A 6-Year-Old Evaluates Every Extracurricular Activity Heâ€™s Ever Done
With every new season, the Boys and Girls Club Brochure comes out, sending me and many other parents I know into a frenzy of agonizing over their kidsâ€™ extracurricular activities. This time, I decided to interview my 6-year-old son about every single activity heâ€™s ever done before I signed him up for anything new. Below is a transcript of the interview, edited only for length and clarity. Itâ€™s possible that Iâ€™ve been overthinking things.
Biddy Tennis, taken at age 6 at Boys and Girls Club:
Son: We learnedâ€¦what was it called? Serve and pass, which was when it started to not be so good.
Mom: What didnâ€™t you like about that?
Son: Well, I didnâ€™t really hit the ball so muchâ€¦and it was boring and it was just boring.
Yoga, taken at age 4.5 at yoga studio:
Son: Pretty boring. It was a little too hard but I got pretty used to the downward dog, which I almost totally forgot about.
Mom: You did? Did we wait too long between yoga classes?
Son: No, not really.
Mom: I was just wondering if you could compare the first [yoga class you took] to the [one youâ€™re taking now].
Son: Maybe [when we talk about] the second one.
Yoga, taken at age 6, offered for free at his school before school begins:
Mom: How does it make your body feel?
Son: Pretty good. Oh, and thereâ€™s a rest place that I never get to go to because thereâ€™s this person that always goes there, but otherwise itâ€™s like a break place. If someoneâ€™s there and you need a break thereâ€™s like a childâ€™s pose. Iâ€™ll show it to you (demonstrates pose)â€¦ Thereâ€™s like a relaxing time at the end. There are eye pillows. They donâ€™t smell so good. And sometimes she puts on music and sometimes she makes us imagine.
Mom: What do you imagine?
Son: The only times weâ€™ve imagined is about a rainbow. Seriously.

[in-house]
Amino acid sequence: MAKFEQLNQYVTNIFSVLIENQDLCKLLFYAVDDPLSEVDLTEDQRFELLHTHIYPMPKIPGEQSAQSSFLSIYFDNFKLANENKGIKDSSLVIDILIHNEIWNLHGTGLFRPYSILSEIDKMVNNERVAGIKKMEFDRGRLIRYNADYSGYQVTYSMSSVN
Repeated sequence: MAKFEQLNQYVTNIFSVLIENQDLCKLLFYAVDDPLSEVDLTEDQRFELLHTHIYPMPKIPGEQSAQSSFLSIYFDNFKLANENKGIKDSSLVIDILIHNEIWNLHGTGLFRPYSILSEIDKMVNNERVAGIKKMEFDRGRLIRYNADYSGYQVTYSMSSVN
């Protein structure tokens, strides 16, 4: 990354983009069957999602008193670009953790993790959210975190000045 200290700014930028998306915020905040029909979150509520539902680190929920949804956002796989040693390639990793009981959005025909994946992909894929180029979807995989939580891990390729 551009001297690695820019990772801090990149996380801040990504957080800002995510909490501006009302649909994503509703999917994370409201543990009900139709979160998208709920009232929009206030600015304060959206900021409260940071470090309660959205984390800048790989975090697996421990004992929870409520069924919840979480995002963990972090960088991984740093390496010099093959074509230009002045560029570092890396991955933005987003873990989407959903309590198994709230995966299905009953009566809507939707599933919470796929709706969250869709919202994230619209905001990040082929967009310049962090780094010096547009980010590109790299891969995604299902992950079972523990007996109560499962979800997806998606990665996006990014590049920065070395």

Mom: What do you imagine about the rainbow?
Son: I forget.
Nature Detectives, taken at age 6, run by staff from a local Audubon refuge after school:
Son: Itâ€™s like finding nature and the first couple days we observed nature. I couldnâ€™t wait until the magnifying glasses on the day they were on the table.
Mom: What did you see with those?
Son: Seedsâ€¦[and] we were like observing bonesâ€¦ They didnâ€™t smell really good.
Mom: Thatâ€™s awesome. This sounds like youâ€™re really enjoying it. Is that true?
Son: Pretty much.
Mom: Is there anything you donâ€™t like about it?
Son: Yeah, most of the time weâ€™re just talking.
Mom: So would you recommend it to a friend?
Son: Mmm mmm mmmm (to the tune of â€œI donâ€™t knowâ€).
Mom: You donâ€™t know.
Son: I would say you should go but itâ€™s pretty boring.
Mom: Really? Gosh, it doesnâ€™t sound that boring, though.
Son: Well, I mean because itâ€™s mostly talking.
Soccer, taken at age 4.5 and signed up again this spring, run by the town:
Mom: You took soccer a while ago. Like a year and a â€”
Son: (interrupts) It was pretty boring.
Mom: Pretty boring.
Son: It was fun because [best friend] was on a different team and we even played an actual game against that team and it was like the next team over to that way (points).
Mom: So what made you decide not to do soccer the next time?
Son: Mmm mmm mmm. Oh, I remembered it was pretty boring. Most of these (gestures to list of all activities) are pretty boring.